Thursday, October 21, 2010

NPR fires Juan Williams for saying what he thinks

By Donald Sensing

The other night, as a guest on Bill O'Reilly's FNC show, "The O'Reilly Factor," Juan Williams, who is black (and yes, this is relevant) made the mistake of answering one of Bill's questions honestly. For that he was promptly fired by NPR, where he was a paid commentator. What did Juan say? Well, first, let's do a little historical walk back, shall we?

Jeffrey Goldberg's 1999 NYT article, "The Color of Suspicion," wherein Goldberg relates of spending a lot of time with law enforcement officers, especially those involved in fighting narcotics.

After the New York cars pull into traffic, Lewis shows Bromwell and his partner, Rob Penny, the newspaper clippings, hoping they will back him up. “Eddie Plank,” he says. “Killed by a black male. My shooting—a black. Robbie Bishop, down in Georgia, killed by a black. North Carolina trooper, killed by a black.”

Bromwell looks uneasy. I ask him if he believes in a connection between the race of the shooters and the crimes they commit.

“People might think it,” Bromwell says, walking away, “but they don’t say it." He flashes Lewis a look that says, Shut up, and quick. ...

Racial profiler, kept his job.
Cops, white and black, know one other thing: they’re not the only ones who profile. Civilians profile all the time—when they buy a house, or pick a school district, or walk down the street. Even civil rights leaders profile. “There is nothing more painful for me at this stage in my life,” Jesse Jackson said several years ago, “than to walk down the street and hear footsteps and start thinking about robbery—and then look around and see somebody white and feel relieved.” Jackson now says his quotation was “taken out of context.” The context, he said, is that violence is the inevitable byproduct of poor education and health care. But no amount of “context” matters when you fear that you are about to be mugged.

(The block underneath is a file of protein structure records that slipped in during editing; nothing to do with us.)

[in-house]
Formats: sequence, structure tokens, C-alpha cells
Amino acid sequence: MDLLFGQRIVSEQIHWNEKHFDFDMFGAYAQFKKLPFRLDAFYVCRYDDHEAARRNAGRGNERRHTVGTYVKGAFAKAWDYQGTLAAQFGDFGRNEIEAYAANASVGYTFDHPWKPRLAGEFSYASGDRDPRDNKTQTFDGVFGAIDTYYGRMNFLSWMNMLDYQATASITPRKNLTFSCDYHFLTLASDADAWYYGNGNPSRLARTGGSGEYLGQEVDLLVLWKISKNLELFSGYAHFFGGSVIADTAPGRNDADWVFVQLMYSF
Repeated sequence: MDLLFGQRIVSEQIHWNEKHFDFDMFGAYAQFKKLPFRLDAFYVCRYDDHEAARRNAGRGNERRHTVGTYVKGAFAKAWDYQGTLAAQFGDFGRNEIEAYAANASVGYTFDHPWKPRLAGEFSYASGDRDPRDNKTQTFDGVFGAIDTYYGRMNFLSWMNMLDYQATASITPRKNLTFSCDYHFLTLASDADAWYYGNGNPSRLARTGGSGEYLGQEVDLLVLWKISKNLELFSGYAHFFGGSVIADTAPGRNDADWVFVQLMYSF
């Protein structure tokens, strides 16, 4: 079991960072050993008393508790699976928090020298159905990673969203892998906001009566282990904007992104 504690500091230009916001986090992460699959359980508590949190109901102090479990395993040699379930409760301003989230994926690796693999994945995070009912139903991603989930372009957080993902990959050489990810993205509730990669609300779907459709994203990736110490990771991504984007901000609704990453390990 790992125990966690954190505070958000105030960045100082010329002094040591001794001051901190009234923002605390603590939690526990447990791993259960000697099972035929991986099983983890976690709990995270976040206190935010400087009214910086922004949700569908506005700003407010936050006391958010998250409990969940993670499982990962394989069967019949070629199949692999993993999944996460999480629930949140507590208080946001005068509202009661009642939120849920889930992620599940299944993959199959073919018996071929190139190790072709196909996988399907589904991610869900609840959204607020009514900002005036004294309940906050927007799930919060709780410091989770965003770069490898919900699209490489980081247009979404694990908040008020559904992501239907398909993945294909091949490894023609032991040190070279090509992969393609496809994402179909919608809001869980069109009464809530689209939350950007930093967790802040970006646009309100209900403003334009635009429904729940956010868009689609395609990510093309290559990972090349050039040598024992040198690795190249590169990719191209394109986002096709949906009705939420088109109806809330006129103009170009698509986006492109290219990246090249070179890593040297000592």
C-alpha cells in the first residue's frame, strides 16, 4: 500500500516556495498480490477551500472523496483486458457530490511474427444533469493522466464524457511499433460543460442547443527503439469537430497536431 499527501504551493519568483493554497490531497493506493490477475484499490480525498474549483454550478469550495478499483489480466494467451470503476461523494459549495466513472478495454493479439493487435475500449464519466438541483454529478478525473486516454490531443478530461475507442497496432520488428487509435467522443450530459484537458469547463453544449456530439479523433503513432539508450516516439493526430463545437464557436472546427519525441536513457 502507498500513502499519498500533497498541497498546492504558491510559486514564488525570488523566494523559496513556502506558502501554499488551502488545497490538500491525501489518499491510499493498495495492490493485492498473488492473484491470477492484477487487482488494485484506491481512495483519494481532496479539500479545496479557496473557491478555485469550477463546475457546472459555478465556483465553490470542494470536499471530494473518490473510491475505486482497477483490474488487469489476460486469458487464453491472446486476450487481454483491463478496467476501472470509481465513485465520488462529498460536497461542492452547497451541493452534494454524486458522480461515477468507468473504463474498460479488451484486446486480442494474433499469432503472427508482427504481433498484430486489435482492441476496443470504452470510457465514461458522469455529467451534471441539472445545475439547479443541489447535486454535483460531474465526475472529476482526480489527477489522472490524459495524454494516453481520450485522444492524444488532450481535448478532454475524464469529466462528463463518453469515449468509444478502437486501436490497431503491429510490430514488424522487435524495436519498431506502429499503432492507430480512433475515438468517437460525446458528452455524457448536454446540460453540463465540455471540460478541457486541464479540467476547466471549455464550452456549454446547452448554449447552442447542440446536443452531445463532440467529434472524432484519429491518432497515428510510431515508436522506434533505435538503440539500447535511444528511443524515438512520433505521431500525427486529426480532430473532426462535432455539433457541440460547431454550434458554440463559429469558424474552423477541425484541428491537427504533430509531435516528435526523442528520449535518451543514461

Now let's jump to March 2008. Democrat consultant and operative Susan Estrich appears on Hannity and Colmes on FNC. Susan was Michael Dukakis's campaign manager in 1988. In discussion of then-candidate Barack Obama's famous speech wherein he said that his grandmother was a "typical white person" (move along, no profiling here, nothing to see, eh?), Susan said this:
Racial profiler, kept her job.
“Every woman I know, black, white, green or yellow, gets a little bit nervous, if she’s being honest, when she sees an 18-25 year-old black guy dressed in gang attire, walking behind her on the street. I’m not afraid of old black men. I’m not afraid of old white men.”
And here is what Juan Williams said on The O'Reilly Factor. NPR.org explains:
Host Bill O'Reilly brought on guests to discuss his appearance last week on ABC's "The View" during which Joy Behar and Whoopi Goldberg walked off the set in protest of O'Reilly's views on Muslims.

"Where am I going wrong here, Juan?" O'Reilly asked.

Williams, 56, responded that too much political correctness can get in the way of reality.

Religion profiler, got fired.
"I mean, look, Bill, I'm not a bigot. You know the kind of books I've written about the Civil Rights movement in this country," Williams said. "But when I get on a plane, I got to tell you, if I see people who are in Muslim garb and I think, you know, they are identifying themselves first and foremost as Muslims, I get worried. I get nervous."
See ya, Juan!

Naturally, the Council for Islamic-American Relations, a front for the Muslim Brotherhood (the rabidly anti-American original wellspring of modern Islamism) and an unindicted co-conspirator  in the Holy Land Foundation case, "said such commentary from a journalist about other racial, ethnic or religious minority groups would not be tolerated."

So NPR folded. And did so PDQ, too.

Update: Here's the vid.



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